Wednesday, August 28, 2013

Winter's Garden

My fence boxes are complete.
Yesterday I put out the transplants for our cold crop and began the transition to the winter garden. Naturally, after our cold, wet summer, the past week has been dry and quite hot. I had to run the sprinkler yesterday because the garden soil was dry deep down. I've noticed over many years that a cold spring or summer often is followed by a hot winter. My hope this year is for a warmer winter, but with weather still cold enough to protect against insects and disease. If the weather isn't too cold I often get a greater yield from my winter plants for the very reason that they are not so harassed by pests and pestilence as in summer.

Much to Jerry's chagrin, I discovered transplants were ready at the store and stocked up on cabbage, lettuce, cauliflower, more rhubarb, and some winter herbs. Jerry worries about me shopping at hardware and garden stores the way most men fear their wives frequenting shoe stores! I really should have tried to start these from seed, but we no longer have a sun room in our house, and that is where I always placed my seed flats. I have some old windows I took from my grandfather's barn, and I hope to someday make some cold frames from them for the express purpose of seed-starting and early transplanting.

Yesterday, planting Bibb lettuce (a favorite of mine; I could eat it all day long!) and watching it practically disintegrate I promised myself to try and learn more about hydroponics. Lettuce, especially delicate Butter or Bibb lettuce, really doesn't transplant well. It's just too fragile. It also gets eaten practically the minute you put it out, and it gets sunburned; that's why I'd like to try growing it hydroponically. My usual protocol is to sow seeds for lettuce, Mesclun mix, spinach, and peas every couple weeks throughout the fall and spring. That way, I always have a new crop coming up and I can pick the lettuces when they are tender babies rather than waiting for heads to form. I find I have much less problems with pests like cabbage worms that way, and I prefer the taste.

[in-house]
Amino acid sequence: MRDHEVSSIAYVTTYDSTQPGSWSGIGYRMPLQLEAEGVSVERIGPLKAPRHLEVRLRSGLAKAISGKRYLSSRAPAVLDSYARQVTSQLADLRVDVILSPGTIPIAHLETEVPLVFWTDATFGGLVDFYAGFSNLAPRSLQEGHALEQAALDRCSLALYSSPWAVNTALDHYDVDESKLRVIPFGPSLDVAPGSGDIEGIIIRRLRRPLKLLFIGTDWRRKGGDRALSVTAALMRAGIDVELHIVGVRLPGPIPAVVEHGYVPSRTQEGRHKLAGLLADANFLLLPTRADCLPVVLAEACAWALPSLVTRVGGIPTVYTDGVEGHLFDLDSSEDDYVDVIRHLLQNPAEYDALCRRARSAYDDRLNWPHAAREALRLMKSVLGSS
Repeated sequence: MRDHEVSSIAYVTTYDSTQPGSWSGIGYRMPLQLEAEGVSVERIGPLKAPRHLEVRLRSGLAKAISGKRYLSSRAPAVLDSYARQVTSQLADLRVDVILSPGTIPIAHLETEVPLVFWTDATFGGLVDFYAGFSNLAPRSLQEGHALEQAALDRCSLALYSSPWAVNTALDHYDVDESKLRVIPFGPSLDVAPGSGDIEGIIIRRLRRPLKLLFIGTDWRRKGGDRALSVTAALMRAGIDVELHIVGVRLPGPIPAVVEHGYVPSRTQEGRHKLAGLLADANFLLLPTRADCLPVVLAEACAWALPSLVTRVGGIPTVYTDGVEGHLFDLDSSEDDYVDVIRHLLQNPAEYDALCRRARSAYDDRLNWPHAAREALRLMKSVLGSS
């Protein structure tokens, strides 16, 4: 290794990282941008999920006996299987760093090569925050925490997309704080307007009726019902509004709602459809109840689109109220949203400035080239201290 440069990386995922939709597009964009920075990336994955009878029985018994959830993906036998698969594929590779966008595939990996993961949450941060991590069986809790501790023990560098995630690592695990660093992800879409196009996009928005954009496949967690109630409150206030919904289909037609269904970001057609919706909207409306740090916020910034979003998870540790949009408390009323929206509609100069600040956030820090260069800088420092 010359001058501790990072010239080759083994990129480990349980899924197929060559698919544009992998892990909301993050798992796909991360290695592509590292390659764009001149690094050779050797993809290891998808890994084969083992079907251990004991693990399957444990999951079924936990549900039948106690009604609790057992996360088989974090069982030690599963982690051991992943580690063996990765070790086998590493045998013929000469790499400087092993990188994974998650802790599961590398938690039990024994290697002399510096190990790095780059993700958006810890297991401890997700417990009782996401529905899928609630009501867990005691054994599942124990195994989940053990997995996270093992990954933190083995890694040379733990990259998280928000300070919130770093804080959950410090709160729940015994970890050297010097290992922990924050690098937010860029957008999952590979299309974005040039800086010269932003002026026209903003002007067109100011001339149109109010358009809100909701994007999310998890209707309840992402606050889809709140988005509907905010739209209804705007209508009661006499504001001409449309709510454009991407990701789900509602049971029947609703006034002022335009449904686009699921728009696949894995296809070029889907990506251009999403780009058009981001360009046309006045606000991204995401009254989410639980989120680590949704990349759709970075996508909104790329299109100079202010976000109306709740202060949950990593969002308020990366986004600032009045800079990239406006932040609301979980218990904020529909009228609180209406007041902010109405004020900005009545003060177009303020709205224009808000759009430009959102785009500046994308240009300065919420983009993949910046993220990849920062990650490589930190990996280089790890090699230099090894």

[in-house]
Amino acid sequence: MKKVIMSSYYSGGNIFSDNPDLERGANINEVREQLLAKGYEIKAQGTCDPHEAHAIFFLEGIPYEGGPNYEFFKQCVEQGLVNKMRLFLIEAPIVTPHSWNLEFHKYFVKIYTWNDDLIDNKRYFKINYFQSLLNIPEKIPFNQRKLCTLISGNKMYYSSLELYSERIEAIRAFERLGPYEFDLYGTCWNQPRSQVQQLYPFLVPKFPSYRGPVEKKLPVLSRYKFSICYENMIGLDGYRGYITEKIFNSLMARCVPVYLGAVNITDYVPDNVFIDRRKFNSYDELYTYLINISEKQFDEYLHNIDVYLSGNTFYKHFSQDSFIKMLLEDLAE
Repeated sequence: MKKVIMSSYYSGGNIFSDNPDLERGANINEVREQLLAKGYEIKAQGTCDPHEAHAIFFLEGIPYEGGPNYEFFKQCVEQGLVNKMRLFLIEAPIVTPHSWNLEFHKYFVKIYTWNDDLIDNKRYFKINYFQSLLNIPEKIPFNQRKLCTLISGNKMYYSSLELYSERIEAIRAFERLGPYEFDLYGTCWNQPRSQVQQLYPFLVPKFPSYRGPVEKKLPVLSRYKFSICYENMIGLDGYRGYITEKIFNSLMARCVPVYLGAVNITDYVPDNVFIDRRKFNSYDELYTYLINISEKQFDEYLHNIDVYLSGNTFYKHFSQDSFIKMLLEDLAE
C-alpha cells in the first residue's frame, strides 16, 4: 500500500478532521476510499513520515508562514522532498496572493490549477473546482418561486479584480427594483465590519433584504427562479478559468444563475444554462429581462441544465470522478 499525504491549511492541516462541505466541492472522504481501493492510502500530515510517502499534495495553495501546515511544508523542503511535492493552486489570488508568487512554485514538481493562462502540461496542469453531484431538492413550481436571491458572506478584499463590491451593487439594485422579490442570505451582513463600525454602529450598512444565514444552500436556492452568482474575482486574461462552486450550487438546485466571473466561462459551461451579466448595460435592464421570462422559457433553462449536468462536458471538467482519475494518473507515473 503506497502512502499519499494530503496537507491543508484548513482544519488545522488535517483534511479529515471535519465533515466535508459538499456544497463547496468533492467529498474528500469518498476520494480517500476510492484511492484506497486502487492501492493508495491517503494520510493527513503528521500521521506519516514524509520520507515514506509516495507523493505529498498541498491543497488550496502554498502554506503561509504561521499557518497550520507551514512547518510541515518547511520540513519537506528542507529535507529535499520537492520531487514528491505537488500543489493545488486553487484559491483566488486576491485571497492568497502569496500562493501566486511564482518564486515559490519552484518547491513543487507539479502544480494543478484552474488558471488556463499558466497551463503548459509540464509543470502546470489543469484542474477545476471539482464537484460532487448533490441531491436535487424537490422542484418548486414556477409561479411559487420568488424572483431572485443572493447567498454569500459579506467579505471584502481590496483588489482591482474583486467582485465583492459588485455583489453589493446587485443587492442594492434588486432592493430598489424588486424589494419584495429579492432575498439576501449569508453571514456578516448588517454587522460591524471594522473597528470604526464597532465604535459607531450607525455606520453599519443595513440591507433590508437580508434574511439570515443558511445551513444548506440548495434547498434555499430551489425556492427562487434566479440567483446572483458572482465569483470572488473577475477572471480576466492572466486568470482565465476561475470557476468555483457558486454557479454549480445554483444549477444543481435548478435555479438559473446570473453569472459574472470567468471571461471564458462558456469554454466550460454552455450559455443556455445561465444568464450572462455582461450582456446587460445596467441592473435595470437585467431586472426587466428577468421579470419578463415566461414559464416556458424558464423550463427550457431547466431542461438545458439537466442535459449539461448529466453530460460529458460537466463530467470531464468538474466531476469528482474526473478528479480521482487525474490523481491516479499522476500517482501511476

The tomato tied to the metal fence with nylon is far more robust than the other plant.

I promised you a report on the success of the nylon ties, and I do believe they are working. We had been picking just one or two ripe tomatoes each week before and now we have had three already this week. The dry weather is also helping, I'm sure. I did set up a little experiment, however, and have documented the results. I have one row in the garden which hasn't done well all summer. I have a row of tomato plants there and they are all small and scraggly. I bent the tallest one over and tied it to the metal fence with a nylon. I left the others untied, as a "control group". Well, my tied tomato has grown measurably over the past week and has little to no yellowing of the leaves, whereas my control group is still tiny and scraggly and have leaves starting to yellow. So it would seem the static electricity caused by the contact of the nylon tie with the metal fence does help create more robust plants.

Cabbage and lettuce started under tomatoes to protect them from the sun.

I'm trying a few more little tricks I've heard about over the years. First, since I'm planting winter crops in hot weather, I am staggering the plants, putting a cold plant like cabbage or lettuce, underneath the taller summer plants, like peppers or tomatoes. This shields the winter plant from the sun while it's still small and tender. When the summer plants die back the winter plants should have hardened off enough to face the sun and weather on their own.

I'm trying peat pot tops as guards against cabbage worms and slugs.